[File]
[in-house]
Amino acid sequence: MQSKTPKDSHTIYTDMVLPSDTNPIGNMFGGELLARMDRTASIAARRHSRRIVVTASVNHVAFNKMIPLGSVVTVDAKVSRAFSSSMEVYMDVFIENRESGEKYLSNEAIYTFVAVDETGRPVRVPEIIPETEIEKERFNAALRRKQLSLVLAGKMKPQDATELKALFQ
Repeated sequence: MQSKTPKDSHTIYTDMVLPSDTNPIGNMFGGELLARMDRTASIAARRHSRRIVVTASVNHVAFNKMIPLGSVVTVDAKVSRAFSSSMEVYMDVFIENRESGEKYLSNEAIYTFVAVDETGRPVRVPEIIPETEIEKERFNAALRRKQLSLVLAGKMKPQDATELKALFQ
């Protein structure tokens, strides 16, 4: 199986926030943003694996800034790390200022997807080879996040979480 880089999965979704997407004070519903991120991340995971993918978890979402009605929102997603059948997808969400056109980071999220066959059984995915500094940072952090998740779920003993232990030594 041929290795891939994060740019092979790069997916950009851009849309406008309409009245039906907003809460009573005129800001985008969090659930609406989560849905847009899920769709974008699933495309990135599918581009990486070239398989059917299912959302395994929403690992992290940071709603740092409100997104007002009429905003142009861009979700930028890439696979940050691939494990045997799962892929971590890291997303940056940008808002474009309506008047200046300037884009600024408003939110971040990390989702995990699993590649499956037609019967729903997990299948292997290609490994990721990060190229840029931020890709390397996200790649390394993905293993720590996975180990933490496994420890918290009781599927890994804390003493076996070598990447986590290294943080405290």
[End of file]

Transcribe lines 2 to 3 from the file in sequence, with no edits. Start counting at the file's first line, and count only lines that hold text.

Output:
Amino acid sequence: MQSKTPKDSHTIYTDMVLPSDTNPIGNMFGGELLARMDRTASIAARRHSRRIVVTASVNHVAFNKMIPLGSVVTVDAKVSRAFSSSMEVYMDVFIENRESGEKYLSNEAIYTFVAVDETGRPVRVPEIIPETEIEKERFNAALRRKQLSLVLAGKMKPQDATELKALFQ
Repeated sequence: MQSKTPKDSHTIYTDMVLPSDTNPIGNMFGGELLARMDRTASIAARRHSRRIVVTASVNHVAFNKMIPLGSVVTVDAKVSRAFSSSMEVYMDVFIENRESGEKYLSNEAIYTFVAVDETGRPVRVPEIIPETEIEKERFNAALRRKQLSLVLAGKMKPQDATELKALFQ